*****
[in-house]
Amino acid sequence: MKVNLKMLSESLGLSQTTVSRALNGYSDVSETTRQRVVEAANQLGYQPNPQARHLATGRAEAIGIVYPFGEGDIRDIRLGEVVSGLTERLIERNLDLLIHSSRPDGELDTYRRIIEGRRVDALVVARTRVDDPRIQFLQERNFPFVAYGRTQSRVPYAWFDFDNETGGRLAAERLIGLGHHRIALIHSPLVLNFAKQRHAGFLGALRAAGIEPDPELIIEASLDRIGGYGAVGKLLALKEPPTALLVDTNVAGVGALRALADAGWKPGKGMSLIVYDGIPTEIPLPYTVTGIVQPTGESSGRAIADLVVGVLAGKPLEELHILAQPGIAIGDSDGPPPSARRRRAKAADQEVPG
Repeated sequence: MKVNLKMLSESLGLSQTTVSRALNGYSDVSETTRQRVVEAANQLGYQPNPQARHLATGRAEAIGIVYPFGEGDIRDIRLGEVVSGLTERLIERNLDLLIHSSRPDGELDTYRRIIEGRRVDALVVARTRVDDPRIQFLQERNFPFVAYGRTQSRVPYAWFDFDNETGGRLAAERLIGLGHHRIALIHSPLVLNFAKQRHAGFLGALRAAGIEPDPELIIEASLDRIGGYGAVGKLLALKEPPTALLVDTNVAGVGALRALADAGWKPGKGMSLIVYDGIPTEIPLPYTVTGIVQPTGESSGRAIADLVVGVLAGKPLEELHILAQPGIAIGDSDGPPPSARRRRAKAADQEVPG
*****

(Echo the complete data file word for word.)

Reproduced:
[in-house]
Amino acid sequence: MKVNLKMLSESLGLSQTTVSRALNGYSDVSETTRQRVVEAANQLGYQPNPQARHLATGRAEAIGIVYPFGEGDIRDIRLGEVVSGLTERLIERNLDLLIHSSRPDGELDTYRRIIEGRRVDALVVARTRVDDPRIQFLQERNFPFVAYGRTQSRVPYAWFDFDNETGGRLAAERLIGLGHHRIALIHSPLVLNFAKQRHAGFLGALRAAGIEPDPELIIEASLDRIGGYGAVGKLLALKEPPTALLVDTNVAGVGALRALADAGWKPGKGMSLIVYDGIPTEIPLPYTVTGIVQPTGESSGRAIADLVVGVLAGKPLEELHILAQPGIAIGDSDGPPPSARRRRAKAADQEVPG
Repeated sequence: MKVNLKMLSESLGLSQTTVSRALNGYSDVSETTRQRVVEAANQLGYQPNPQARHLATGRAEAIGIVYPFGEGDIRDIRLGEVVSGLTERLIERNLDLLIHSSRPDGELDTYRRIIEGRRVDALVVARTRVDDPRIQFLQERNFPFVAYGRTQSRVPYAWFDFDNETGGRLAAERLIGLGHHRIALIHSPLVLNFAKQRHAGFLGALRAAGIEPDPELIIEASLDRIGGYGAVGKLLALKEPPTALLVDTNVAGVGALRALADAGWKPGKGMSLIVYDGIPTEIPLPYTVTGIVQPTGESSGRAIADLVVGVLAGKPLEELHILAQPGIAIGDSDGPPPSARRRRAKAADQEVPG